Recently I was installing a kubernetes cluster as I usually do for my tests. However, as those machines were bare metal servers that some colleagues have recycled, we decided to keep it running and try to maintain it by ourselves. First thing I did was a simple bot to send the alerts to a telegram channel. That was something I did not do in the past, because I do not care about monitoring as my clusters were ephemeral.
Last month I was picking my brain about GitOps and how this model fits with other kubernetes technologies like operators and backups. I decided to give it a try with ArgoCD. I created a private repo on GitHub, and started to set up everything. Suddenly, a thought came into my mind: I cannot store sensible information in a GitHub repo even if it is private and for testing purposes. So I started to dig into the alternatives using the links in the documentation.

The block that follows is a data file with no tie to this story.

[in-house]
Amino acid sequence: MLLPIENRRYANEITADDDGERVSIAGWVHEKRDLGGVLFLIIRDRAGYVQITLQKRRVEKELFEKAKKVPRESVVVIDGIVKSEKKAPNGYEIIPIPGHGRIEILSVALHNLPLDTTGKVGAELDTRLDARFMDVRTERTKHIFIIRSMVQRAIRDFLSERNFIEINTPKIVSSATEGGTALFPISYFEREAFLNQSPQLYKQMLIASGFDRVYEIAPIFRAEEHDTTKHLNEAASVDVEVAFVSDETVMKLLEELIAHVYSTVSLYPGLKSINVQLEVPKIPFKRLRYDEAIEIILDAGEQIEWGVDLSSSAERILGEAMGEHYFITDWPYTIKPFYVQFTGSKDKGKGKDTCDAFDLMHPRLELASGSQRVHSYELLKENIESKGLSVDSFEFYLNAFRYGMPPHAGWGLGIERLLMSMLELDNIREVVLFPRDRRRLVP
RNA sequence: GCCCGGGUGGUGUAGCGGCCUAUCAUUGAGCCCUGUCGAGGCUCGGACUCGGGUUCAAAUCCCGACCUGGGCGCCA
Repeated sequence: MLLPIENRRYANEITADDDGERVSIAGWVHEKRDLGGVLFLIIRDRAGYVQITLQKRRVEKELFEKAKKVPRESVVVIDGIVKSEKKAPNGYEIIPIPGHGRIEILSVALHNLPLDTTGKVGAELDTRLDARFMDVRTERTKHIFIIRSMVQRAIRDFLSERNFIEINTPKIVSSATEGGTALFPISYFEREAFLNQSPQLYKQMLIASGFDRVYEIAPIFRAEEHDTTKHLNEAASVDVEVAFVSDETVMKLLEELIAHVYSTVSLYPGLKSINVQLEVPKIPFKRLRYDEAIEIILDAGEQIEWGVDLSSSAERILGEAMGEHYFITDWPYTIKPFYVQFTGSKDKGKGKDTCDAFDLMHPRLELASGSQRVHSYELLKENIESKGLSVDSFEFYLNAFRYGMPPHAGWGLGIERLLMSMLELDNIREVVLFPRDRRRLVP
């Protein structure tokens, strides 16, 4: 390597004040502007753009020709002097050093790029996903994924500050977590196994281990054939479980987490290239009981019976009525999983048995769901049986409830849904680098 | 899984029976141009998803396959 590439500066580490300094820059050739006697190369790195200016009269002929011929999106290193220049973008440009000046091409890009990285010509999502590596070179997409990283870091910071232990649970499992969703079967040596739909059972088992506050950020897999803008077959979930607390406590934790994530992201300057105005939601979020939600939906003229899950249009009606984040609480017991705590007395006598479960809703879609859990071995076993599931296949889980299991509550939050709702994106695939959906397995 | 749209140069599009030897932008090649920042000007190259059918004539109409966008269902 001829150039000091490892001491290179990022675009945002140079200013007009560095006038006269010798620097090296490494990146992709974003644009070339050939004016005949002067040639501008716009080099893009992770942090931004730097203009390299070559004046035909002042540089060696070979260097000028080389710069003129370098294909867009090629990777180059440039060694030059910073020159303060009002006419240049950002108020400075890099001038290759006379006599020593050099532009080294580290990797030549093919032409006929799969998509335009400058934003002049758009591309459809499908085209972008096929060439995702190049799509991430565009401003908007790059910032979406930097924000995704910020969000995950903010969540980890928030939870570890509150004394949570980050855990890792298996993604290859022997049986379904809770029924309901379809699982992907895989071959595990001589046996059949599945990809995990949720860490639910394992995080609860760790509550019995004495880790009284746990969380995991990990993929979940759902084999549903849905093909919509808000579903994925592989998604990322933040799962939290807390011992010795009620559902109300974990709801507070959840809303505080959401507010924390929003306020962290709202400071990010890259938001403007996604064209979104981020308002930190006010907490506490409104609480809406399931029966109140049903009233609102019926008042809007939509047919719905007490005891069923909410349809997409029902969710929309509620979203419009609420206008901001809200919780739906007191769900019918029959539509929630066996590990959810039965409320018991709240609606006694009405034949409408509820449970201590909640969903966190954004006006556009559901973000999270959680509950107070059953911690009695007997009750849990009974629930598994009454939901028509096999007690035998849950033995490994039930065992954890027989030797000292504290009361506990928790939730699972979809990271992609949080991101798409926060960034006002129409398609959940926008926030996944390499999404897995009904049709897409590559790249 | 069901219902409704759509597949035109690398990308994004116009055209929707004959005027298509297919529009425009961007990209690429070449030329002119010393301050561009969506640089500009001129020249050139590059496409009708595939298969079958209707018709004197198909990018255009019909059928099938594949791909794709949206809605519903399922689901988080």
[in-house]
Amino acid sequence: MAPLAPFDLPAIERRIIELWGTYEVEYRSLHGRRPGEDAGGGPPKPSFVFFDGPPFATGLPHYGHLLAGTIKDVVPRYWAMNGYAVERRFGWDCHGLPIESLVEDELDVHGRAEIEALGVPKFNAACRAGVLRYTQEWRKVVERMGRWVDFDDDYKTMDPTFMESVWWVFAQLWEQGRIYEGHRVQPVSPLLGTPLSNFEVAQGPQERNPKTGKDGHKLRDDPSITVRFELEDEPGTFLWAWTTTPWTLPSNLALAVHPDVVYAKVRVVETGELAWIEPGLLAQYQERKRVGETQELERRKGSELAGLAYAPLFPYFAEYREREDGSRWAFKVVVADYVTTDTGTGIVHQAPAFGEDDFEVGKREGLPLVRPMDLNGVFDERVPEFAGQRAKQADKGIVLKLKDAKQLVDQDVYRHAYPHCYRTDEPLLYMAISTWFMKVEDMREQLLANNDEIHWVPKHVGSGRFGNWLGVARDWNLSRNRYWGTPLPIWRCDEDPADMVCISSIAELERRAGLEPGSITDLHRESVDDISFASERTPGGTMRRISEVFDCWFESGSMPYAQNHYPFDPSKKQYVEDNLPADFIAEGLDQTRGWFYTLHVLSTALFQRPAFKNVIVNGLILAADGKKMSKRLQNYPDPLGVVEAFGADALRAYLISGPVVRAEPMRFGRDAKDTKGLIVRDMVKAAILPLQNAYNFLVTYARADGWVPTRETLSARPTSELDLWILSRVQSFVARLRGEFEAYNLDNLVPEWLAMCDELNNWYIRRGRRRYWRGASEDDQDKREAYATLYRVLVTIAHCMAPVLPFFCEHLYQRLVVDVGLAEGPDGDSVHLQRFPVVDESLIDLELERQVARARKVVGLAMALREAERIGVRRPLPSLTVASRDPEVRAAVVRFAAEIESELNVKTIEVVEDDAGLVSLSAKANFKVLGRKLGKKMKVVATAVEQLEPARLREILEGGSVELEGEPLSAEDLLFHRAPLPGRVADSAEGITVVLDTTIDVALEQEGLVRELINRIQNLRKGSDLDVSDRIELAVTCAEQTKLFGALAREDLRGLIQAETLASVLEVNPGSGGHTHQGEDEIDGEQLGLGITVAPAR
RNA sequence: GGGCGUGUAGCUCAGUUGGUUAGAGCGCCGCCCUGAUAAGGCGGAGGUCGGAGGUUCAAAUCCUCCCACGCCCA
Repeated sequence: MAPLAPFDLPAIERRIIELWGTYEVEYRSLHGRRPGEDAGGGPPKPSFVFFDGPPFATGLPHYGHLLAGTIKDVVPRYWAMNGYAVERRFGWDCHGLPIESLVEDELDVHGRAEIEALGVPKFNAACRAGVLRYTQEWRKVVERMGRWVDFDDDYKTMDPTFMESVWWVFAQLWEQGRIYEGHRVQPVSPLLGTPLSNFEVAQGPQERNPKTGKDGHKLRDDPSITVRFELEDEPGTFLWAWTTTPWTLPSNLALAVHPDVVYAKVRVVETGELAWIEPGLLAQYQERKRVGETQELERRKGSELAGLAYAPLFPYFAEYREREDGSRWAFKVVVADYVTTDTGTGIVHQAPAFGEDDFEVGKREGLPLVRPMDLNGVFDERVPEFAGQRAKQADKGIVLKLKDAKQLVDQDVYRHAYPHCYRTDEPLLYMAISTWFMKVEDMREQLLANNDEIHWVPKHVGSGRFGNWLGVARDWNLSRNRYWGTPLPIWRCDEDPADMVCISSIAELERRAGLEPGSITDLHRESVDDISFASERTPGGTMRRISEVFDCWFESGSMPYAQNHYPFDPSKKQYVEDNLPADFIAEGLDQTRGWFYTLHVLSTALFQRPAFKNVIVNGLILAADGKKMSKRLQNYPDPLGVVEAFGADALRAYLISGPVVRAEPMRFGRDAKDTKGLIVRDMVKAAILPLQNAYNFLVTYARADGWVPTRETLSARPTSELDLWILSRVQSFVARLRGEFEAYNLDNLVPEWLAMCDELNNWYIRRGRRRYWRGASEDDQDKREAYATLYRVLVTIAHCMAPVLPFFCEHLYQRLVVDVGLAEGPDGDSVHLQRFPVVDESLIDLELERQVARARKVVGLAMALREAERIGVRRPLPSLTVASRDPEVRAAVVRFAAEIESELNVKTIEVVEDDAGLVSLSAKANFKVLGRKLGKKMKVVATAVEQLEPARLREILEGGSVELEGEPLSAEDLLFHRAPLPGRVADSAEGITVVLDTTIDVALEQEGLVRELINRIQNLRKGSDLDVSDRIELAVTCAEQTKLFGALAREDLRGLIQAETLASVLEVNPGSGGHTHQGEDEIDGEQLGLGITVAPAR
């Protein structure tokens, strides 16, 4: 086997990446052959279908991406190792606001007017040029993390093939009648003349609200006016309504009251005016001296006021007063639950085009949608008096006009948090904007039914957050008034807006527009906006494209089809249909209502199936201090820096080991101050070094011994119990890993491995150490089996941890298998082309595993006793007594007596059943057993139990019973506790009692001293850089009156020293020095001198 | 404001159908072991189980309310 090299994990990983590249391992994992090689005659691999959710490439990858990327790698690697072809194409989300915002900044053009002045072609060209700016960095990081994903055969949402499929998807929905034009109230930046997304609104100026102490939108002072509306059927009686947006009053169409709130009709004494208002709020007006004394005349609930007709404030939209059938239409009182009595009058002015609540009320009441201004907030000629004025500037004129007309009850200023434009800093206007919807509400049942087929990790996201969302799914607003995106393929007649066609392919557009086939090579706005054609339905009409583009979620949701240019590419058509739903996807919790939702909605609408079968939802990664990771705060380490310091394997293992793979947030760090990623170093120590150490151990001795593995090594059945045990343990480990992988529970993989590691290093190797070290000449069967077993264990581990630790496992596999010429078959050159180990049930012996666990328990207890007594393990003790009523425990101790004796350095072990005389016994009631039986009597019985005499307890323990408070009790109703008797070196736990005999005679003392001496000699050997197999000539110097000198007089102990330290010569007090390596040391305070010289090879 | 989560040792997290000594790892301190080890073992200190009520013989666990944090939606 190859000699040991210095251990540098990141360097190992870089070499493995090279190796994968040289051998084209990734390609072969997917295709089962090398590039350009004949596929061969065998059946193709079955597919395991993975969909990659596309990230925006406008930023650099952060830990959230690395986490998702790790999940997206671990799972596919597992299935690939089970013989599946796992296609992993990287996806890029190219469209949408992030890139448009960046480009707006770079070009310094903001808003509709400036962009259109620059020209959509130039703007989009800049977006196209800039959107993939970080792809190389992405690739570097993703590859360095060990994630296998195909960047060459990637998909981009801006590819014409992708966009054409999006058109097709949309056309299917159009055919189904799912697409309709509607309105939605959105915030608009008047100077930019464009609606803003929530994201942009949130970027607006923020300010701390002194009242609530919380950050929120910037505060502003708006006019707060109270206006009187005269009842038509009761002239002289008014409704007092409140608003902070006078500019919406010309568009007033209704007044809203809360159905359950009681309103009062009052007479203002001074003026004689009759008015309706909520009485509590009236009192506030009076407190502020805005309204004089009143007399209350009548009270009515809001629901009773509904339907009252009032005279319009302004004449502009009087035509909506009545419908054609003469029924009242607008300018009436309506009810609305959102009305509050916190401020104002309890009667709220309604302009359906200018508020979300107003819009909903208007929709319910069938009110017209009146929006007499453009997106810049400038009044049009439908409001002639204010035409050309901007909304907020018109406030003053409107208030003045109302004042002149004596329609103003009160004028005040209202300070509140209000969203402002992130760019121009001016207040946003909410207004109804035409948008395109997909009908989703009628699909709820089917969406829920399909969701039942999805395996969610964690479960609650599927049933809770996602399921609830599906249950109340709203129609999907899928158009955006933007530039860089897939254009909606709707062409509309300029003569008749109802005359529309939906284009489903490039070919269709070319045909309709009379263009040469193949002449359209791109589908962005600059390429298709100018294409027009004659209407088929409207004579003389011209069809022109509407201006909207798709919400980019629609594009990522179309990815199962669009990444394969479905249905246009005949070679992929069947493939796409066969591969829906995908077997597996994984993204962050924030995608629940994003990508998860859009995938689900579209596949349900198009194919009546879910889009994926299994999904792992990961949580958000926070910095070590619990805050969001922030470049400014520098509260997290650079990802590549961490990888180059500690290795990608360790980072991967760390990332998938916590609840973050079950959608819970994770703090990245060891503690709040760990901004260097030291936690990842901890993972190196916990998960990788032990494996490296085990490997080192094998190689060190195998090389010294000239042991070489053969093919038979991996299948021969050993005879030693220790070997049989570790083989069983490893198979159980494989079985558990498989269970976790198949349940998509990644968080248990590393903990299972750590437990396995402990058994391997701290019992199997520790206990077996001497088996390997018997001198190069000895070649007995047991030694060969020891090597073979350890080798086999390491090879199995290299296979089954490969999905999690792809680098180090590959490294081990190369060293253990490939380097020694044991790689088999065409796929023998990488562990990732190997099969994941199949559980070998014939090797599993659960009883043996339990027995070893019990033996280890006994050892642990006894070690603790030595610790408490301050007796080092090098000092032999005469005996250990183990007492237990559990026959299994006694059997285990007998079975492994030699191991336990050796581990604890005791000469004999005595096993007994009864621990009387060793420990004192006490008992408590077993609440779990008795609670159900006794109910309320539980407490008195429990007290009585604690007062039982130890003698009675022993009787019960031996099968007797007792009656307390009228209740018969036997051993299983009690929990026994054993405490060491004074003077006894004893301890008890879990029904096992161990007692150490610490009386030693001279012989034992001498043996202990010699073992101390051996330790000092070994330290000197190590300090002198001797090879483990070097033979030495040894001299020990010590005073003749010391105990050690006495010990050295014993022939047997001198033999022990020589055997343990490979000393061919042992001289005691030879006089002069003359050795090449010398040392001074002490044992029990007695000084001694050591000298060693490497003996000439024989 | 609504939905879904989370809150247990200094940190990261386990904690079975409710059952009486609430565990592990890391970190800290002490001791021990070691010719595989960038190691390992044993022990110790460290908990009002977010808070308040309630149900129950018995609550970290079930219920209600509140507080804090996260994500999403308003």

Recently I have been asked a lot of similar questions like “does it make sense to invest in deploying legacy technology on kubernetes?”. Well, first of all, I have to say that some technologies that are considered “legacy” have tons of new exciting features for the new workloads and applications. This is, for example, the case of DB2 with spatial queries and many others that you may have a look at (to be honest, I have very few experience with it).